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I do not advise trying to get your relay out using a hammer.. You'll do yourself or the relay serious harm!
Use a more sophisticated method. Press the thing out.
Us a hydrolic jack placed on a 1/2" thick or similar, steel plate with heavy chain around the crossmember, like a swing. Then load or press the relay out gently and slowly. If you try getting your relay out with a hammer your most likely to damage yourself and the relay.



That's one of the jobs I am looking forward to when [if :rolleyes: ] I get round to refurbing my S1. Since the chassis is going into the skip, I plan to remove the offending parts of the front crossmember with a large Angle-grinder, and Hay Presto! the relay will simply glide onto the workshop floor :D .
 
the bolts i used were around 40 mil but i had a few longer , a few shorter a few m6's.
go to a hardware store and see what they have , try and get a good mix in length but the most common Ive used is 40-50 mil , remember that 2 long isn't a problem as you can cut them to suit but to short and the whole job can come to a standstill.

you really are asking an impossible question to answer , unless we can see the vehicle we cant really say what parts you will need, we can only suggest parts you might need.
for instance , on my 90 the bolts that hold on the steering box turned to mush when i tried to reapply them. your bolts may be fine.
 
I dont advise buying a job lot of bolts to do the job either..
When you remove your bolts by unbolting, cutting, burning off, whatever, keep some bolts for a pattern. Then go to a fasteners that specialise in bolts. Hardwear shops, generally speaking do not stock the correct spec bolts for the job. High tensile, plain shank / thread aspects are rarely available and overal, will leave the finished job looking rather poor round the edges. Flat washers to big or small, ground off threads and the odd coach bolt used here and there all add to that 'Bob the bodger' appearence. Buy the correct bolts for the job, once you know what is wanted..
As for going Metric... Personally I feel the Metric system has been imposed on us without so much as a discusion or a vote.. Its as if a language has been replaced. I went to buy the usual UNF bolts and found that they only had a few bits of old stock left, and they were not being replaced. Bloody metric was all they had.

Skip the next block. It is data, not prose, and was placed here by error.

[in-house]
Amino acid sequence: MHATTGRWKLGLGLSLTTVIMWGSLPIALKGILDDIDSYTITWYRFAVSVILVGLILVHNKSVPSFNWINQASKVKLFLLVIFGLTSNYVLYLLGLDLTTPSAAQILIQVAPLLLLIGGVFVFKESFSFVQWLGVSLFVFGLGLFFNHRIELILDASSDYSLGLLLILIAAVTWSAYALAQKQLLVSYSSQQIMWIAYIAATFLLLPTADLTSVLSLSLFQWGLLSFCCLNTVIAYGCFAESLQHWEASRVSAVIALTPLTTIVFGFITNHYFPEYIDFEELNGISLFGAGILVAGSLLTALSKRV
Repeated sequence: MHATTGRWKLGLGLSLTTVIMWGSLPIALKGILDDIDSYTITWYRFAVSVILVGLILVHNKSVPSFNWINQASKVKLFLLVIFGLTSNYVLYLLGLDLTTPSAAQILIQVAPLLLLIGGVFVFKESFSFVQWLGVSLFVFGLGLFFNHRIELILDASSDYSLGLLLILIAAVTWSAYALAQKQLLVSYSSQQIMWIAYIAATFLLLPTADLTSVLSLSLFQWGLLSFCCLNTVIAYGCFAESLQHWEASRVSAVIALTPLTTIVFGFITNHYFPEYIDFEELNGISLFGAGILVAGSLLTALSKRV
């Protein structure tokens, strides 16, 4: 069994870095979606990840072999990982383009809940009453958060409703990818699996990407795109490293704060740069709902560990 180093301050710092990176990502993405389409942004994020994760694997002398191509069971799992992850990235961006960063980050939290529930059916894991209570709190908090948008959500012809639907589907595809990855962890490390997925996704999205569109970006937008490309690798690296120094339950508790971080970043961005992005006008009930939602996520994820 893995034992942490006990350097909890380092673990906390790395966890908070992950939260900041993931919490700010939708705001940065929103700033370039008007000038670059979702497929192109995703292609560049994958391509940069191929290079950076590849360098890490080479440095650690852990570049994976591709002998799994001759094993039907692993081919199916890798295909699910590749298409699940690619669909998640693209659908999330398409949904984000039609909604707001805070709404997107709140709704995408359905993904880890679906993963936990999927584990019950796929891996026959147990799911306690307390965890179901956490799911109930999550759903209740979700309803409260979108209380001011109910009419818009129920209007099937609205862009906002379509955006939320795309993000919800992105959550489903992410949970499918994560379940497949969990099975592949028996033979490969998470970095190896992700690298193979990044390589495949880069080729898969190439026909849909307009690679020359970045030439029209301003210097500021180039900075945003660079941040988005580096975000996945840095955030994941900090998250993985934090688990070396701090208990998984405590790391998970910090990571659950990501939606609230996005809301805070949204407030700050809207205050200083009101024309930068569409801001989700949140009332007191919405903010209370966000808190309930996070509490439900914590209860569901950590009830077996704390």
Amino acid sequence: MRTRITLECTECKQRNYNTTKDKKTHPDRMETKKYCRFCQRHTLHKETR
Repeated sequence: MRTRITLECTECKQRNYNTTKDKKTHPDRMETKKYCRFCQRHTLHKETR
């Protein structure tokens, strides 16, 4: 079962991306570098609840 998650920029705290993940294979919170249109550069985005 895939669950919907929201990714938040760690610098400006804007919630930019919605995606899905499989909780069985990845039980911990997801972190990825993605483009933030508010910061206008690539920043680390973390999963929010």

I looked frantically and found that 'Screw Fix' stock many Imperial systems, Witworth, UNF, UNC, BSF, etc and many in stainless steel too.
So if you want to preserve part of Britains great industrial history, along with the Land Rover that was built using that system, keep demanding those sizes because very soon Metric is all you'll be able to get and a way of communication will be lost.
Im sure many of you don't care to much for it anyway and cant wait for the time we're all using the Euro and part of the United States of Europe.
Ironic that Britain had the largest Empire the world has ever seen and literally made the modern world that we know and live in today!!!!
As for the chassis swap, forget it and buy a more reliable itchywotsit.
 
Stainless sounds good but if you use it in contact with aluminium it will tend to make the ally corrode faster than mild steel will unless you have a plastic washer in between to electrically isolate it. It will aslo make mild steel corrode faster too where it contacts it. Galvanic effect. I don' t know how serious it actually is in practice as I didn't use it. Biggest problem is areas that are damp and have road salt about them.
 
In aircraft construction they use a yellow paste when putting SS against A.ally. Maybe it would wash off underneath. Best to get some new engine gearbox mounts (same) as they are cheap here. Check the feet at the bulkhead outriggers where the big bolt goes through. Repair sections can be got here if needed. When a chasss goes these are gone too unless already renewed.
Alex
 
Hey you lot what all this talk about metric nuts and bolts:eek:

Dont you wanna keep to the old AF nuts and bolts, so you can keep usin gthose anciant old tools you inherited from your grandfathers and mad great uncles:D :D :D :D :D
 
AF refers to Across Flats, and can be either metric or imperial.
UNF are the bolts commonly used on Land rover with Witworth and BSF used to a lesser extent.